ChatGPT ascribed gender to certain traits as well, though the effect is less strong for trait than it is for role type. For instance, when the prompt describes the employee as confident, ChatGPT’s written feedback is gender-neutral 60% of the time, male 30% of the time, and female 10% of the time. When the prompt uses the word ambitious, ChatGPT writes gender-neutral feedback 70% of the time, male pronouns 20% of the time, and female pronouns 10% of the time.

Graph showing that ChatGPT often chooses gender based on certain traits in job postings

The gender bias based on role is stronger than the gender bias based on trait, but both show gendered effects.

Of course, no one of any gender should be receiving feedback based on their personality traits rather than their work. However, in real workplace feedback written by humans, personality feedback is common. It’s also demographically polarized.

In Textio’s landmark analysis of performance feedback received by 25,000+ people at 250+ organizations, men were significantly more likely than women to be described as ambitious and confident, while women were more likely than men to be described as collaborative, helpful, and opinionated. These are the exact bias trends that show up in the feedback written by ChatGPT.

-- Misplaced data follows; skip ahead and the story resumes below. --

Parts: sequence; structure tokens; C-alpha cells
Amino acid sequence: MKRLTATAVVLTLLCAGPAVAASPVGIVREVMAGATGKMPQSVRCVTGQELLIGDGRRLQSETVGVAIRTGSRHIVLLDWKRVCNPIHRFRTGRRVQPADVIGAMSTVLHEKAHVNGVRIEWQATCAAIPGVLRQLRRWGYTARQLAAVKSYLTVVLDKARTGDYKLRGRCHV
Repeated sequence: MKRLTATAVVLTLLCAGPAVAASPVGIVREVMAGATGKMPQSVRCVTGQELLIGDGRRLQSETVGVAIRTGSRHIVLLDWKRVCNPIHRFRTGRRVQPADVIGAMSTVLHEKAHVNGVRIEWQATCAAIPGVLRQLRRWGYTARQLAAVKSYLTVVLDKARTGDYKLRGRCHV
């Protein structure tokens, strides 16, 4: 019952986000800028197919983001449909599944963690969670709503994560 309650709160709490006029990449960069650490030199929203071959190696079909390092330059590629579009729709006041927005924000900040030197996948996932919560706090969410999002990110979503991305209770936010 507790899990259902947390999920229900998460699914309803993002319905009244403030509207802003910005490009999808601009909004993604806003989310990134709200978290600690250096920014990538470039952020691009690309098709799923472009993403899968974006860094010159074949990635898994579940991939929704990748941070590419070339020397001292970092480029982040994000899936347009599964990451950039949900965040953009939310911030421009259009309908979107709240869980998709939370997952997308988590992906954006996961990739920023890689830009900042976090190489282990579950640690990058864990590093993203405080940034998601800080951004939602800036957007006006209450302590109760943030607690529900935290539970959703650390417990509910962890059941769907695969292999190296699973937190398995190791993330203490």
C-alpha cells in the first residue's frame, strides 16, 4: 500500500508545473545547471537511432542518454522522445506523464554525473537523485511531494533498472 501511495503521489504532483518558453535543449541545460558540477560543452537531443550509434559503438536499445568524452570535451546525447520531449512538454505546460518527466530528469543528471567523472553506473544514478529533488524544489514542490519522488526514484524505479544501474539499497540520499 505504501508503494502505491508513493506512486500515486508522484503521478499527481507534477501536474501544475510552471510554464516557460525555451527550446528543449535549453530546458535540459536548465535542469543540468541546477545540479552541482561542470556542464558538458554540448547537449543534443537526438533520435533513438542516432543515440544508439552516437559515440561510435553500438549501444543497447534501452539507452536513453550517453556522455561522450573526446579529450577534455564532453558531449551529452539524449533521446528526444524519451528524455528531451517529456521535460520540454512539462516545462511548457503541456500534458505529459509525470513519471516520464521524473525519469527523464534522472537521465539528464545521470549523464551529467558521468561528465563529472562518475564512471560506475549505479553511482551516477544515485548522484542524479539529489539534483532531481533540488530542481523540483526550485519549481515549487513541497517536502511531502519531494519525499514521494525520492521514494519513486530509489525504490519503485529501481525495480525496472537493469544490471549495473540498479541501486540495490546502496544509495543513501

More feedback, more problems

In the last section, we looked at the feedback ChatGPT wrote in response to generic, gender-neutral prompts. In this section, we’re going to look at the feedback ChatGPT writes when we explicitly include the employee’s gender in the prompt itself. I wrote several prompts that differed only by gender, things like:

  • Write a performance review for an engineer who collaborates well with his teammates
  • Write a performance review for an engineer who collaborates well with her teammates
  • Write a performance review for an engineer who collaborates well with their teammates

By and large, ChatGPT wrote similar feedback across the gendered prompts; for more than 80% of the 150 prompts I tried, the output was substantially the same. The feedback is still pretty generic, but the employee gender didn’t meaningfully alter the substance or tone of the feedback.

However, consistently across the range of prompts, I did notice one important difference: feedback written for female employees was simply longer—about 15% longer than feedback written for male employees or feedback written in response to prompts with gender-neutral pronouns.